Reichian Psychotherapy, Humanistic Counselling and Shamanism in Putney, London
Practical Tips, Helplines
12 Step Programs
Crisis, Psychosis, Addiction, Stress, Panic or Anxiety
A combination of personal therapy and working a 12 step program offers the support and help you need to get well. If you need free 24/7 emergency support see helplines below. It is possible to recover from addiction, trauma, anxiety or crisis but it is tough to do it alone - be courageous and reach out. Here's how.
Health Touch offers a broad range of therapies specifically tailored for you.
Practical tips if you are triggered, overwhelmed or panicking
Breathe: Take long slow, deep breaths, concentrating on your exhales.
Embody: Feel your physical body. Put your feet firmly on the floor.
Focus: Sharpen and focus your vision. Use your eyes to really see where you are and how you are right now in this moment.
Be Safe: Make sure you are somewhere safe - look around - are you safe right now? Notice the things that are actually in your environment right here and right now.
Notice: When these feelings come up, the past is overwhelming you.
Remember: Trauma is often present in an addictive process.
Reality check: What is true in this moment, right now. Notice that you are safe now and these are just memories or feelings, no matter how painful.
Free Emergency Help 24/7 Top
Samaritans - Someone to talk to in times of distress call - 116 123 or www.samaritans.org
NHS -Urgent mental health support nhs.uk
CALM - Campaign against living miserably www.thecalmzone.net
Shout - text 85258 24/7 help in a crisis www.giveusashout.org
Mind - support in a crisis helplines www.mind.org.uk
Support in times of Crisis Top
Gabor Mate - A compassionate approach to addiction drgabormate.com
Alcoholic’s Anonymous www.alcoholics-anonymous.org.uk
Narcotics Anonymous ukna.org
Sexaholics Anonymous saa-recovery.org
Overeaters Anonymous - for food addiction www.oagb.org.uk
Al-Anon - for family members al-anonuk.org.uk
Gamblers Anonymous gamblersanonymous.org.uk
CoDA - for compulsive caretakers www.coda-uk.org
The Anonymous 12 Step Programs Top
These 12 Step programs are powerful free resource; there is good strong recovery to be had. Why shouldn’t it be for you?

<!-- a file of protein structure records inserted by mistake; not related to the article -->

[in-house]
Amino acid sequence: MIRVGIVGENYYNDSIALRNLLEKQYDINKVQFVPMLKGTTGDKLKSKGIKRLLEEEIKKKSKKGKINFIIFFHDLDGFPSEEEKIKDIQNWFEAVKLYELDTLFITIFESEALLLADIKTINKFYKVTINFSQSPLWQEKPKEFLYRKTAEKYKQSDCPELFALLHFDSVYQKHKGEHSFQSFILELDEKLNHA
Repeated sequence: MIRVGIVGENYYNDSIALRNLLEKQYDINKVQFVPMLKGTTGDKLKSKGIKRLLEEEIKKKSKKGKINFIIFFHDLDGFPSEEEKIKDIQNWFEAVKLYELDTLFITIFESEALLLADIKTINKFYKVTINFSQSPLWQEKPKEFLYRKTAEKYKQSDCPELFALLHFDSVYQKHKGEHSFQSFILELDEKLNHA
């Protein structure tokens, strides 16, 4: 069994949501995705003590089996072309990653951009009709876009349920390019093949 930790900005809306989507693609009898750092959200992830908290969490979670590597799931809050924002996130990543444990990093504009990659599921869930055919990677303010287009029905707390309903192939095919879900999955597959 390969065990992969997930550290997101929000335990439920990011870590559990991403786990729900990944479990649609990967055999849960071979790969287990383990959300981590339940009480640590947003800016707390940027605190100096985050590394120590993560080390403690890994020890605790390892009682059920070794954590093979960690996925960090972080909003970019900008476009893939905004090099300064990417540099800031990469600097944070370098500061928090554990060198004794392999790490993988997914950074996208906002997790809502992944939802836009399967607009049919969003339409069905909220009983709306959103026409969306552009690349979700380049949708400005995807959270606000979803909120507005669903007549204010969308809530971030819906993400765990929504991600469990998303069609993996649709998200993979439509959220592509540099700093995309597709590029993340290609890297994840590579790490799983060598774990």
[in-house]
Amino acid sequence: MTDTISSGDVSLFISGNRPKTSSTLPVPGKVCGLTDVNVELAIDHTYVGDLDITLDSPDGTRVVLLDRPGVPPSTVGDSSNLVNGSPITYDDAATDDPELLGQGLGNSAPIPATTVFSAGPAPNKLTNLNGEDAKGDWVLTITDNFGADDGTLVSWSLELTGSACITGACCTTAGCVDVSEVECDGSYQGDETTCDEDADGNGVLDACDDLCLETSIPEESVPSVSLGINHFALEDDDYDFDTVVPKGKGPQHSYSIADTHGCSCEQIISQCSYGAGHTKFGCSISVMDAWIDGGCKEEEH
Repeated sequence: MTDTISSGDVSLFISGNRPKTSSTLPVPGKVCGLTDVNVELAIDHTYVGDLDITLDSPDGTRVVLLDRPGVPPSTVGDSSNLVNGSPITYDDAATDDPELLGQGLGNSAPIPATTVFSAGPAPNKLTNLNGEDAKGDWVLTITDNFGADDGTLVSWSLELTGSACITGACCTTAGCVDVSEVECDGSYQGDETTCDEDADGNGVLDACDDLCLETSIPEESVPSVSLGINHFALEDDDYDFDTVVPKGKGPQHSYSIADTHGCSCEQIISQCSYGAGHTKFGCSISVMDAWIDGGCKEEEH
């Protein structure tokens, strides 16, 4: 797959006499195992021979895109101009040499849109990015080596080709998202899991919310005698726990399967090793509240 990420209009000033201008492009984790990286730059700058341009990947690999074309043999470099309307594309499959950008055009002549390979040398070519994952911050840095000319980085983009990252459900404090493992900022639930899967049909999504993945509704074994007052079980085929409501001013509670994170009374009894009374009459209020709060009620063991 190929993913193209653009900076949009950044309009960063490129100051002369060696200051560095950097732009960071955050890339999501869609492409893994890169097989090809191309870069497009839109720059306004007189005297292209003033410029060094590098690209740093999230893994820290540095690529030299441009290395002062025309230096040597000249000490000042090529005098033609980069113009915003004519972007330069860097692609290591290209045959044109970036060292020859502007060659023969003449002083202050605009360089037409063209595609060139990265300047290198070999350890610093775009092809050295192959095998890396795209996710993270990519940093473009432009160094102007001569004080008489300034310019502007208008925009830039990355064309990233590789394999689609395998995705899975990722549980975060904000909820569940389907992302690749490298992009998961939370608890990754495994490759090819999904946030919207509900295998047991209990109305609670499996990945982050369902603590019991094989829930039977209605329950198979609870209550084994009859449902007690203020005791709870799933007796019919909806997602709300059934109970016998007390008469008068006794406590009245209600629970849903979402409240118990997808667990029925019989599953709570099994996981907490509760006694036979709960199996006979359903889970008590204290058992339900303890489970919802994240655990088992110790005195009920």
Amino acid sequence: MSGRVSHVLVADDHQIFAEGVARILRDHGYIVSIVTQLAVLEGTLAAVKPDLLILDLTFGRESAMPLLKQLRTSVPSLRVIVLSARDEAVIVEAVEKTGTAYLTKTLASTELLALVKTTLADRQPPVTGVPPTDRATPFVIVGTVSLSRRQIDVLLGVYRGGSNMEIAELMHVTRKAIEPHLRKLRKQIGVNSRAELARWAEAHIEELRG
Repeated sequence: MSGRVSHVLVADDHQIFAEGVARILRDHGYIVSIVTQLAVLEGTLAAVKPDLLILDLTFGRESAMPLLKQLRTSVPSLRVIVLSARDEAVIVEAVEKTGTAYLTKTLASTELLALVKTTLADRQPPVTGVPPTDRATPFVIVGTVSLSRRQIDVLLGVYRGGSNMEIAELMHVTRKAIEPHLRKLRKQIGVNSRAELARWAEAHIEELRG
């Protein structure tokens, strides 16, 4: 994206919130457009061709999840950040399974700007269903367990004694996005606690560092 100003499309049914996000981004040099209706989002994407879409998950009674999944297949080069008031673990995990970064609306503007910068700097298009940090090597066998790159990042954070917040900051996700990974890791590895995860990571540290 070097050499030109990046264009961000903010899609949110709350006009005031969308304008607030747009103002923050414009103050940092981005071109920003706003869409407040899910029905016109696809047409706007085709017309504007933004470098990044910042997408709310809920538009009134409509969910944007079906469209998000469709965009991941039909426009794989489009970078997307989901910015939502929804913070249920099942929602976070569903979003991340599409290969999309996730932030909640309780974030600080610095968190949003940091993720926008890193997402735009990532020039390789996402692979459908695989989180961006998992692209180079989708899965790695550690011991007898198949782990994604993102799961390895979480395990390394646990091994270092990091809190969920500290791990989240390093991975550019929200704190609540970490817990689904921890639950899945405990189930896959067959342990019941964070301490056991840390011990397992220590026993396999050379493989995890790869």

People sometimes struggle with 12 Step programs as they don’t feel they really belong. If you suffer from an addiction, you belong. Try to listen for the similarities and not focus on the differences. Sometimes groups can focus very much on a particular drug or behaviour and if that’s not the main problem for you, you might feel you are not in the right place. But if you identify with the other group members’ concerns like fear, control, resentment and isolation, then stick around and stay open to the process. Or find another meeting that works for you.
Don’t give up!
It really can work - if you work it
The 12 Steps to Recovery Top
Attend 90 meetings in 90 days: This is difficult in some parts of the country, but there are meetings online as well as in person. Wherever possible get to a meeting in person, but make contact every day with recovery, as addiction preys on your sense of isolation.
Share at every meeting you go to: This helps dispel that feeling of isolation.
Network: Get phone numbers of other people there and use them. Call to share how you feel or to ask how the other person is feeling, arrange to meet for a coffee before or after the meeting – this can be a lifeline.
Commit to a service position: In the meeting, make sure you have responsibility so that you have a reason to go whenever you don’t want to, which is likely to be often at the beginning.
Find a sponsor: Someone the same gender as you, someone whose recovery you admire, someone who can show you how they got their recovery. Approach them and ask if they will be your sponsor. Some say yes, some don’t, but keep going and keep asking; This is your life you are fighting for.
Do the step work 1-12 : It works if you work it.
Write a plan for each week: and follow it no matter what – so if you plan a phone call or a meeting go. You don’t duck out just because you don’t feel like going any more. Your feelings will dictate your behaviour which can often leads to relapse; unless you commit and follow through
Daily affirmation: Look in the mirror, right into your eyes and let yourself know that you haven’t given up. You’re worth fighting for and today, you are going to treat yourself kindly.
Daily gratitude: Write down a few things every day in a small notebook that you feel grateful for, even if it is only a tiny bit grateful for: the sunshine, the rain, warmth, shelter, and a smile. If you felt like it you could share these at a meeting to help yourself and others feel more positive.
Find stillness and a moment of quiet: Allow your busy mind to rest even for a moment each day, just breathe and be still. All you have to do is concentrate on the sense of your breath coming out of your nose and make that your focus for 90 seconds two or three times a day. If your attention drifts to other things just notice and come back to your breath again gently, kindly without judgement or drama.
Read the literature: For a start if you haven’t read the BIG BOOK of AA then do, even if you’re not an alcoholic, try reading it. It’s got some wonderful truths in it that can be helpful and inspirational.
Abstinence: Make the decision that relapse is not an option and that something has to change. Decide what your bottom lines are, what you are going to stop doing, just for today and stick with that. When you stop using, your feelings will come up and you will need someone to talk to. So often one of the reasons people use in the first place is to block certain feelings or thoughts. Talk to your therapist, your 12 Step group or your sponsor. Connection is the antidote. Reach out.
Wanting to get away from
the pain fuels everything